Shortly after, Winston was on his shift. He started at Putney Bridge and as usual began to remove the chewing gum from the pavement. It was easier now that they had given him the stick and claw. It was kinder on his back and he could play games with it. He challenged himself with picking up a bottle top in one go or tweezing an apple core by its stalk. The bridge was wide and long and only ever very busy if the rowing was on. He crossed it, picking, then walked back, shaking his head yet secretly pleased at litter freshly dropped. He crossed the road and worked his way up the other side, picking. He would then negotiate Putney High Street and at this point it would become extra challenging. Today, though, had been unusually hot. The heat made crispy the teenagers, flirting, flustered, often leering, they would prowl and parade. It slowed and made sweaty the sports fans who he’d see again later, jeering and punching each other. As always, Winston became tangled in leads guiding guinea pigs for dogs but today they yipped at his ankles in irritation too. Like normal, prams blindly and sometimes not so blindly pushed into him but today he ducked, dived and had to weave around charging children too, loaded with ice-creams and whatever else they’d commanded. Winston had to fight the urge to use his stick and claw like a baseball bat. He passed the station to the hill and it was simpler, quicker and he would finish at the top of it. He was outside the Green Man pub and about to begin his last cigarette butt mission of the day when he saw Benjie. He stepped into the road, bent down and picked up the bird. The body was hot and heated Winston’s glove until the latex began to melt. He moved to the side and softly placed the bird in the curb’s cool shadow and protection. The people at the bus stop looked at Winston in a dismay that was quickly overcome by a familiar contempt.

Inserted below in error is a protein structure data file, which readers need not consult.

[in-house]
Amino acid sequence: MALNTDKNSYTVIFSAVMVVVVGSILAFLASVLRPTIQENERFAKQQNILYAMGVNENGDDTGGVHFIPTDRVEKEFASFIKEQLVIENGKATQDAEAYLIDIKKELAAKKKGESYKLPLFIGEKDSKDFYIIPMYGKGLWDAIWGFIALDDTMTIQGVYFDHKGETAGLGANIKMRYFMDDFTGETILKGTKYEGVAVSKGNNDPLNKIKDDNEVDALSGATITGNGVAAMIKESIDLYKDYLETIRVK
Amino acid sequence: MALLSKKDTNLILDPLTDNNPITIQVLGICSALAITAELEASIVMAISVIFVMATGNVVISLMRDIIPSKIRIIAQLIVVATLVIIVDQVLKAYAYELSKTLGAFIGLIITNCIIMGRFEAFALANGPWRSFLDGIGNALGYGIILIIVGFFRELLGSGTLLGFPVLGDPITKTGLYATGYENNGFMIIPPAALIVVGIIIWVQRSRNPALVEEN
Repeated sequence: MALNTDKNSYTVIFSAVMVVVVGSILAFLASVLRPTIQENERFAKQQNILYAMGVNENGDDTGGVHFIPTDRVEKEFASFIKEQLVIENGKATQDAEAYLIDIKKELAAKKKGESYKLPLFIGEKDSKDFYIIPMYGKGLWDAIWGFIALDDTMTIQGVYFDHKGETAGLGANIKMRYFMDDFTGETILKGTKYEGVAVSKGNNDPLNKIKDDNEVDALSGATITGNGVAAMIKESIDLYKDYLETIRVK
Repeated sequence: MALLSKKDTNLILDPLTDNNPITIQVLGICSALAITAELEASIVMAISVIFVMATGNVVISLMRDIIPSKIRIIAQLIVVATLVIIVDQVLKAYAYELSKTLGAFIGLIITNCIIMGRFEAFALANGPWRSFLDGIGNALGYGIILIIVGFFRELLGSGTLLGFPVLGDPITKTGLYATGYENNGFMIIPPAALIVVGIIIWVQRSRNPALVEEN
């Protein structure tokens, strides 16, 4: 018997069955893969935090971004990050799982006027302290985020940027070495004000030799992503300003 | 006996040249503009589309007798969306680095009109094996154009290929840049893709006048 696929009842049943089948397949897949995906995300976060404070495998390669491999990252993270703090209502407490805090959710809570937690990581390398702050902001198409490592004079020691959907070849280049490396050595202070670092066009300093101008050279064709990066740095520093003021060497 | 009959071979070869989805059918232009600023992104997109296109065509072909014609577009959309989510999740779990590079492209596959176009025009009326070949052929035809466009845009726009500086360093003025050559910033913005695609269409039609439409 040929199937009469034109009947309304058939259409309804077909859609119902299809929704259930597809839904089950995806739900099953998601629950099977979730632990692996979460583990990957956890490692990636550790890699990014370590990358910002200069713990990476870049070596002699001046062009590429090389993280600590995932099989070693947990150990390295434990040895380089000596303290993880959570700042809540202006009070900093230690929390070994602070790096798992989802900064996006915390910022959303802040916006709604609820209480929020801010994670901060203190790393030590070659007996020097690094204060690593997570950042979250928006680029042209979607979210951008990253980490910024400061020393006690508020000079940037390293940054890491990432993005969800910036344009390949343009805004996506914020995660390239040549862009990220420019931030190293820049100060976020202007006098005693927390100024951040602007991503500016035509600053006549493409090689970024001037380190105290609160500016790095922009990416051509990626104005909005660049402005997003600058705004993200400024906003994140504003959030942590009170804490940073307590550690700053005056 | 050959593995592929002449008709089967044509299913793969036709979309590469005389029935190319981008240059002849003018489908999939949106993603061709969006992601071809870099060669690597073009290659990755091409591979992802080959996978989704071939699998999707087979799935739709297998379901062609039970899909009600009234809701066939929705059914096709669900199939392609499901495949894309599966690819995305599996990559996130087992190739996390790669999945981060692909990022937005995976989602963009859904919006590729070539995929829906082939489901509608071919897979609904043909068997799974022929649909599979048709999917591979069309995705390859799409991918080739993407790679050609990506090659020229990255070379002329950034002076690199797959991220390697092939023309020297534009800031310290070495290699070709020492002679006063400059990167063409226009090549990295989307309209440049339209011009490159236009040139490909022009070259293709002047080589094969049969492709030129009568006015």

Chapter 2